Fig. 12: Idealised reflectogram with attenuation and dispersion

Fault detection is very difficult from a measurement curve such as this. By short-circuiting the cable ends in the service or distribution boxes, it is possible to determine whether one’s position is before or after the fault.

Extensive knowledge about the faulty low voltage cable network simplifies the locating of the cable fault significantly. The technician should know the following:

1. Number of sections (cable types, different cross-sections)

2. Type of insulation: PVC or Paper/Mass (PILC)

3. Type of shield: copper, aluminium, none

4. Type of armour: lead, steel, plastic

5. Number of wires and cross-section: 3-, 4-, 5-lead cables

6. Position of fault: wire/wire, wire/shield

7. Fault resistance

8. Number of joints, length of sections, etc.

10

The diffusion speed v/2 change s depending on the type of co upling of the

The diffusion speed v/2 changes depending on the type of coupling of the reflecto- meter on the cable.

Crucial for the diffusion speed of the test pulse, and thus also for the measuring accuracy, is the arrangement of the wires, but also the differences or changes in the dielectric. Typical known effects involve:

1. The position of the conductors to each other

a. wire/wire adjacent

b. wire/wire diagonal

c. wire/shield

2. The construction

a. colour of the PVC insulation

b. material

3. The humidity content (e.g. in wet joints) – reduction of the V/2 by up to 30%

7. Examples and test results

In branched low voltage networks, low-resistance faults, interruptions and large changes in impedance can only be located by comparison of fault-free and defective wires.

7.1. Change of the pulse width Wide test pulses generate more clear-cut reflections in the wire comparison mode. However, the resolution diminishes.

L1 – end open L2 – end 0 Ohm 180 147 151 84 52 97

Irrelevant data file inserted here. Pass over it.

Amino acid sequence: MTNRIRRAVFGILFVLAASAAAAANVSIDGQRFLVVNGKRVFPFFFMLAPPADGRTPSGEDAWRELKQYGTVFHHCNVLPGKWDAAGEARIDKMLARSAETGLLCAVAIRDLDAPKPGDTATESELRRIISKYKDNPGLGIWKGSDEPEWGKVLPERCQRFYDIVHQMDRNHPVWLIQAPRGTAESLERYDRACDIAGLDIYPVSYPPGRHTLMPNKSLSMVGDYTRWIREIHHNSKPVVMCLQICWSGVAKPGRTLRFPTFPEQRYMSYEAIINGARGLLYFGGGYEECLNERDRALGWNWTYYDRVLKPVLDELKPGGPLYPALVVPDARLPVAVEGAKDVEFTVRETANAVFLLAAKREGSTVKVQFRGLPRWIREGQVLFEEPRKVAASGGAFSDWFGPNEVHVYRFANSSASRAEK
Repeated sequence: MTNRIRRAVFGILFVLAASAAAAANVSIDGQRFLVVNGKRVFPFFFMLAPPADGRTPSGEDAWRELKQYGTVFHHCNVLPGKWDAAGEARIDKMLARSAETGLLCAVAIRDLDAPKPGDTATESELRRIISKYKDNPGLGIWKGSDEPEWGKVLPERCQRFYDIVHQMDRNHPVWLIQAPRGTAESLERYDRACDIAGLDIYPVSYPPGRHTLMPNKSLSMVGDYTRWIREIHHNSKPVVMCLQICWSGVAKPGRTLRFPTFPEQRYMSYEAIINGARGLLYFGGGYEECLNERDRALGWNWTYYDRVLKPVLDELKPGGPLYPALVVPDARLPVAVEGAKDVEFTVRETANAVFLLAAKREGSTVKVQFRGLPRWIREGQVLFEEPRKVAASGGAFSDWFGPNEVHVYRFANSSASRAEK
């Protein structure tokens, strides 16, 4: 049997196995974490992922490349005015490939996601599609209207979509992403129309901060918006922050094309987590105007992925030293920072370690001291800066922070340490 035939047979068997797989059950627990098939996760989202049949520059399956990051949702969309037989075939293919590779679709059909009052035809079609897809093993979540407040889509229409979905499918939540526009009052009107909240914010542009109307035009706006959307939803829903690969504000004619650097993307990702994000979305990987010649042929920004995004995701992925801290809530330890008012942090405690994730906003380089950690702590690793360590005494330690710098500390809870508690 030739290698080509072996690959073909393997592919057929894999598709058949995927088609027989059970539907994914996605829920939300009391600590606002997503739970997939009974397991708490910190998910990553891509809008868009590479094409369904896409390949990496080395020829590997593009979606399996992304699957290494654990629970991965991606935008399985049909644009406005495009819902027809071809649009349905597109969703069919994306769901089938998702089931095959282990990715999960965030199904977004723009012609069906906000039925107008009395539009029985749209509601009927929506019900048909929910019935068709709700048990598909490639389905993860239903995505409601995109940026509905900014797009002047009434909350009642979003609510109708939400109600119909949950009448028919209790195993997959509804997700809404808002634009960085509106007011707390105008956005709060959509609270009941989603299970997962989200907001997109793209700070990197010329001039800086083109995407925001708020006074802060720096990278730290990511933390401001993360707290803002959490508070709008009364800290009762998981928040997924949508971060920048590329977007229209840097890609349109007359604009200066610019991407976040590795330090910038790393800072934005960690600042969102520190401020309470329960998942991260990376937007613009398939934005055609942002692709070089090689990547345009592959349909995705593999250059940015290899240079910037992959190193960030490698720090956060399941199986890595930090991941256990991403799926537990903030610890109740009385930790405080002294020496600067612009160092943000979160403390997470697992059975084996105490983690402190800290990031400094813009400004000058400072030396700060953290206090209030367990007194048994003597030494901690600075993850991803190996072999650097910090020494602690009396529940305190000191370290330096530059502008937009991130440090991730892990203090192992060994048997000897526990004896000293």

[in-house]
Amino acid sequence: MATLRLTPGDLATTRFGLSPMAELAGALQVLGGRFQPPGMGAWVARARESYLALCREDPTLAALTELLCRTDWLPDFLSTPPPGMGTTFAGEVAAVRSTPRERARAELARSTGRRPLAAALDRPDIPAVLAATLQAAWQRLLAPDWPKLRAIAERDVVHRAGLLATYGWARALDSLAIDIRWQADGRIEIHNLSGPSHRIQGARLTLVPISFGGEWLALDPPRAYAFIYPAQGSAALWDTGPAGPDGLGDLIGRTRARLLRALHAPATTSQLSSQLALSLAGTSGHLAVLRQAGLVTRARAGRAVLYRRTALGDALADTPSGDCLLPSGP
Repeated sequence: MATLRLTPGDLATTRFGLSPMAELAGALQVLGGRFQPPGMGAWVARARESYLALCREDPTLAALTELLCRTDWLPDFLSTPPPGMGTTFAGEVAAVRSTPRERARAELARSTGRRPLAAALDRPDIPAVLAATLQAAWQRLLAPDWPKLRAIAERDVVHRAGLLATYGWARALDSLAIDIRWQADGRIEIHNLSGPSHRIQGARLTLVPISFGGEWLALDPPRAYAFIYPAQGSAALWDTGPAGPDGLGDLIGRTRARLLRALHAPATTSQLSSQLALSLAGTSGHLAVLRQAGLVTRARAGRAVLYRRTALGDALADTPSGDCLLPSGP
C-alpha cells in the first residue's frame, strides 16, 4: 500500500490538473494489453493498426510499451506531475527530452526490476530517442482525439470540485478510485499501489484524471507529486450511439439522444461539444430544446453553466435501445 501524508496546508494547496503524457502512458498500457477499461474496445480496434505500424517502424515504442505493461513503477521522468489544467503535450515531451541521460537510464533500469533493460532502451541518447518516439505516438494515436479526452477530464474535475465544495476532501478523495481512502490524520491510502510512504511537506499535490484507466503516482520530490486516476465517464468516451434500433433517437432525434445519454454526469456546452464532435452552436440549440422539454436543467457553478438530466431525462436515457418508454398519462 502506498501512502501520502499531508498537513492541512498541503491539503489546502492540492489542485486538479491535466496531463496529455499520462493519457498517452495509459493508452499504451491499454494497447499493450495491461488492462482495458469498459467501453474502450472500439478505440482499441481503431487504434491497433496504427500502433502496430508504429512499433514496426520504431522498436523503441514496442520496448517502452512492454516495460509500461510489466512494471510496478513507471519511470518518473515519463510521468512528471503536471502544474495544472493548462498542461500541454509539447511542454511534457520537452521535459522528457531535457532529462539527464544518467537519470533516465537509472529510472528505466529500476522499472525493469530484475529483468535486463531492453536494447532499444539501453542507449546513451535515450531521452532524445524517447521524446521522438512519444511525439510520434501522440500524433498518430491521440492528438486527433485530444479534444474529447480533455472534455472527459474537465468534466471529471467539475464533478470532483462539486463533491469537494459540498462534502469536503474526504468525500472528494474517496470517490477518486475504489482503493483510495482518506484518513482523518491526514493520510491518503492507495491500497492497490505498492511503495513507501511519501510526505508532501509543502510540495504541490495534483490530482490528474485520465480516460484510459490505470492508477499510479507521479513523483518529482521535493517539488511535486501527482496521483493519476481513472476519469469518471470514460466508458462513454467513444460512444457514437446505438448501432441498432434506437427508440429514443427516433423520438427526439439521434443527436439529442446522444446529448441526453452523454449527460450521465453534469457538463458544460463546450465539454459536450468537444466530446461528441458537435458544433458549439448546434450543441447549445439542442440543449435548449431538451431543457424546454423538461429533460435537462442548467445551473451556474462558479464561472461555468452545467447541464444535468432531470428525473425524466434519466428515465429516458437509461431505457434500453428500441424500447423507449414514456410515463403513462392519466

L1 – end open
L2 – end 0 Ohm
180
147
151
84
52
97
144

Fig. 13: Pulse width 50 ns

11

L1 – end open L2 – end 0 Ohm 180 147 151 84 52 97
L1 – end open
L2 – end 0 Ohm
180
147
151
84
52
97 144

Fig. 14: Pulse width 200 ns

7.2. Wire comparison

52 97 144 Fig. 14: Pulse width 200 ns 7.2. Wire comparison With a wire comparison,

With a wire comparison, small impedance changes can be made visible. L1 – fault-free wire is compared with defective wires L2 and L3

L1/N – 0 Ohm end branch 2 L1M/N – = Ohm joint 3 180 147
L1/N – 0 Ohm end branch 2
L1M/N – = Ohm joint 3
180
147 151
84
52
97 144

12

Fig. 15: Wire comparison

The following example will demons trate the difficulty of prel ocating with the reflection method

The following example will demonstrate the difficulty of prelocating with the reflection method in a heavily branched network. The cable faults were located outside of Melborne in an area of 150 to 200 single-family homes. The feeding could be undertaken from two sides. After removing all fuses (always outside the house), all three phases were measured and recorded with the Teleflex Compact System. The fault resistance was in the range of about 100 Ohm. Only by comparing the wires of all three phases could the fault position be prelocated at a distance of 193 m. The reflections between fault-free and defective wires were, due to attenuation at every T- joint, so limited that only by short-circuiting a phase near the service box (201 m) could the fault location be confirmed. The prelocation was made even more difficult by additional reflections of cable ends and branches. Prelocation without a comparison of the fault-free and defective patterns is hardly possible in a branched network. Acoustical pinpointing confirmed the prelocation.

193 m
193 m
Acoustical pinpointing confirmed the prelocation. 193 m 201 m Fig. 16: Wire comparison of L1/ L2/L3
201 m
201 m

Fig. 16: Wire comparison of L1/L2/L3 in a heavily branched low voltage network in Melbourne, Australia (Fault at 193 m, short-circuit created in service box at 203 m, opened joint link to service box)

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7.3. IFL – Intermittent Fault Locating Intermittent faults are ve ry difficult to locate. Due

7.3. IFL – Intermittent Fault Locating